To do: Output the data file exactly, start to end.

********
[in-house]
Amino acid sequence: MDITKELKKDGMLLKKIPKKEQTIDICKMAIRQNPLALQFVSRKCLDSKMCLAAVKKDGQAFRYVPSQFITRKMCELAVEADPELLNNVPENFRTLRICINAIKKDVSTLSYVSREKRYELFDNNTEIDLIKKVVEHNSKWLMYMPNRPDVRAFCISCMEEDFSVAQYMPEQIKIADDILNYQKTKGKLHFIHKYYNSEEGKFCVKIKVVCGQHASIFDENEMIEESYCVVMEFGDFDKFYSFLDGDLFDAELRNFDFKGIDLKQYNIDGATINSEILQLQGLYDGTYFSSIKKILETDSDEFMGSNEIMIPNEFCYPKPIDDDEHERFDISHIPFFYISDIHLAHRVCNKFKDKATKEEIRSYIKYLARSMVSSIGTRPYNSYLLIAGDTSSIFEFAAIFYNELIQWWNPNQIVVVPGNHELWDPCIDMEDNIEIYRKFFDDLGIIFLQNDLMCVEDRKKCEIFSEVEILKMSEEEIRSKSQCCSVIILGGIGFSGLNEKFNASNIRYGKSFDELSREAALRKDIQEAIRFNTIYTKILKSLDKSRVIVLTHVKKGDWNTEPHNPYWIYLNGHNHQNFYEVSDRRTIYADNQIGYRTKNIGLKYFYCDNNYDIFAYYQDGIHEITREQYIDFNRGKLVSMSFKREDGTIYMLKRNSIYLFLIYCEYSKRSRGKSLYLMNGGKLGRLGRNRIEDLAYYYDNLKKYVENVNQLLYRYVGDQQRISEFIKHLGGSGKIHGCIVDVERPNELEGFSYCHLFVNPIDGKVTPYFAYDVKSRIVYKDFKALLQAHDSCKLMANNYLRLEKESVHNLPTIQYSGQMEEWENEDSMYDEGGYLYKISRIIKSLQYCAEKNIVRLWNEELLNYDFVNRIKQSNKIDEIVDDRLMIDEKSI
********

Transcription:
[in-house]
Amino acid sequence: MDITKELKKDGMLLKKIPKKEQTIDICKMAIRQNPLALQFVSRKCLDSKMCLAAVKKDGQAFRYVPSQFITRKMCELAVEADPELLNNVPENFRTLRICINAIKKDVSTLSYVSREKRYELFDNNTEIDLIKKVVEHNSKWLMYMPNRPDVRAFCISCMEEDFSVAQYMPEQIKIADDILNYQKTKGKLHFIHKYYNSEEGKFCVKIKVVCGQHASIFDENEMIEESYCVVMEFGDFDKFYSFLDGDLFDAELRNFDFKGIDLKQYNIDGATINSEILQLQGLYDGTYFSSIKKILETDSDEFMGSNEIMIPNEFCYPKPIDDDEHERFDISHIPFFYISDIHLAHRVCNKFKDKATKEEIRSYIKYLARSMVSSIGTRPYNSYLLIAGDTSSIFEFAAIFYNELIQWWNPNQIVVVPGNHELWDPCIDMEDNIEIYRKFFDDLGIIFLQNDLMCVEDRKKCEIFSEVEILKMSEEEIRSKSQCCSVIILGGIGFSGLNEKFNASNIRYGKSFDELSREAALRKDIQEAIRFNTIYTKILKSLDKSRVIVLTHVKKGDWNTEPHNPYWIYLNGHNHQNFYEVSDRRTIYADNQIGYRTKNIGLKYFYCDNNYDIFAYYQDGIHEITREQYIDFNRGKLVSMSFKREDGTIYMLKRNSIYLFLIYCEYSKRSRGKSLYLMNGGKLGRLGRNRIEDLAYYYDNLKKYVENVNQLLYRYVGDQQRISEFIKHLGGSGKIHGCIVDVERPNELEGFSYCHLFVNPIDGKVTPYFAYDVKSRIVYKDFKALLQAHDSCKLMANNYLRLEKESVHNLPTIQYSGQMEEWENEDSMYDEGGYLYKISRIIKSLQYCAEKNIVRLWNEELLNYDFVNRIKQSNKIDEIVDDRLMIDEKSI